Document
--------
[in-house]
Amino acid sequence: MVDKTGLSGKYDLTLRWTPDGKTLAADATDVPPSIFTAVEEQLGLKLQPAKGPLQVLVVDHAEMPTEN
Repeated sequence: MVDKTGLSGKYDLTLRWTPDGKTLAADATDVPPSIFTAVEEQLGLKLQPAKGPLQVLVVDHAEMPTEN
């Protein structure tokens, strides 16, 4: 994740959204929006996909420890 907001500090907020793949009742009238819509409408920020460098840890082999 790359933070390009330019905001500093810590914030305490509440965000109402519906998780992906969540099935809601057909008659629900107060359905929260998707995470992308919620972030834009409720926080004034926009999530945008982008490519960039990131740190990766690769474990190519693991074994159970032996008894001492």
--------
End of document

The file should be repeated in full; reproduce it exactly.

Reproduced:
[in-house]
Amino acid sequence: MVDKTGLSGKYDLTLRWTPDGKTLAADATDVPPSIFTAVEEQLGLKLQPAKGPLQVLVVDHAEMPTEN
Repeated sequence: MVDKTGLSGKYDLTLRWTPDGKTLAADATDVPPSIFTAVEEQLGLKLQPAKGPLQVLVVDHAEMPTEN
């Protein structure tokens, strides 16, 4: 994740959204929006996909420890 907001500090907020793949009742009238819509409408920020460098840890082999 790359933070390009330019905001500093810590914030305490509440965000109402519906998780992906969540099935809601057909008659629900107060359905929260998707995470992308919620972030834009409720926080004034926009999530945008982008490519960039990131740190990766690769474990190519693991074994159970032996008894001492």